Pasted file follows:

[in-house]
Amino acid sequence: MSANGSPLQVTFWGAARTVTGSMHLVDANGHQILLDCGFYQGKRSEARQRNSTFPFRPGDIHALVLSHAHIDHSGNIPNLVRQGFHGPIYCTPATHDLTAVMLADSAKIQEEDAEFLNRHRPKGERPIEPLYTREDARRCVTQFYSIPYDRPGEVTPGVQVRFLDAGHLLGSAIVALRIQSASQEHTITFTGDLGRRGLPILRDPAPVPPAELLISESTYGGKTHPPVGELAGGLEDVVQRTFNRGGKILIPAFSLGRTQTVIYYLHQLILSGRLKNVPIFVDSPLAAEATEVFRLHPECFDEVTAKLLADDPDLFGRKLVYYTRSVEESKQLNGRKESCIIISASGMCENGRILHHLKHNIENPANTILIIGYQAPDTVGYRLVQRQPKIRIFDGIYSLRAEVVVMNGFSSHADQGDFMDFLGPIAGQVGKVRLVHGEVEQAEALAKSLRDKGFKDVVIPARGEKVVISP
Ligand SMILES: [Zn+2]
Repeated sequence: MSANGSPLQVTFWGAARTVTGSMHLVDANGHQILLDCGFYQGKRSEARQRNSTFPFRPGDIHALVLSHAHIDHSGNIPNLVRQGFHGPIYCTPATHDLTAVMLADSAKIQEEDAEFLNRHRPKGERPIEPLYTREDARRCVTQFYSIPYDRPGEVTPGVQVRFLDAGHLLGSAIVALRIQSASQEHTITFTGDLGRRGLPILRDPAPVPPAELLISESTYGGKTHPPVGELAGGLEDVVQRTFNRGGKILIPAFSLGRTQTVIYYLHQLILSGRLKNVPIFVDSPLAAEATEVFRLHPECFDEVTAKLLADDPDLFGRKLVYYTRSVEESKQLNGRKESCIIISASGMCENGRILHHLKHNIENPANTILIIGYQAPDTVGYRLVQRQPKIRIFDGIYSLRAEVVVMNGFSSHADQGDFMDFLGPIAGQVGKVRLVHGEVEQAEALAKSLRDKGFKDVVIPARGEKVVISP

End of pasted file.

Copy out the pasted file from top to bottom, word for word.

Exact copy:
[in-house]
Amino acid sequence: MSANGSPLQVTFWGAARTVTGSMHLVDANGHQILLDCGFYQGKRSEARQRNSTFPFRPGDIHALVLSHAHIDHSGNIPNLVRQGFHGPIYCTPATHDLTAVMLADSAKIQEEDAEFLNRHRPKGERPIEPLYTREDARRCVTQFYSIPYDRPGEVTPGVQVRFLDAGHLLGSAIVALRIQSASQEHTITFTGDLGRRGLPILRDPAPVPPAELLISESTYGGKTHPPVGELAGGLEDVVQRTFNRGGKILIPAFSLGRTQTVIYYLHQLILSGRLKNVPIFVDSPLAAEATEVFRLHPECFDEVTAKLLADDPDLFGRKLVYYTRSVEESKQLNGRKESCIIISASGMCENGRILHHLKHNIENPANTILIIGYQAPDTVGYRLVQRQPKIRIFDGIYSLRAEVVVMNGFSSHADQGDFMDFLGPIAGQVGKVRLVHGEVEQAEALAKSLRDKGFKDVVIPARGEKVVISP
Ligand SMILES: [Zn+2]
Repeated sequence: MSANGSPLQVTFWGAARTVTGSMHLVDANGHQILLDCGFYQGKRSEARQRNSTFPFRPGDIHALVLSHAHIDHSGNIPNLVRQGFHGPIYCTPATHDLTAVMLADSAKIQEEDAEFLNRHRPKGERPIEPLYTREDARRCVTQFYSIPYDRPGEVTPGVQVRFLDAGHLLGSAIVALRIQSASQEHTITFTGDLGRRGLPILRDPAPVPPAELLISESTYGGKTHPPVGELAGGLEDVVQRTFNRGGKILIPAFSLGRTQTVIYYLHQLILSGRLKNVPIFVDSPLAAEATEVFRLHPECFDEVTAKLLADDPDLFGRKLVYYTRSVEESKQLNGRKESCIIISASGMCENGRILHHLKHNIENPANTILIIGYQAPDTVGYRLVQRQPKIRIFDGIYSLRAEVVVMNGFSSHADQGDFMDFLGPIAGQVGKVRLVHGEVEQAEALAKSLRDKGFKDVVIPARGEKVVISP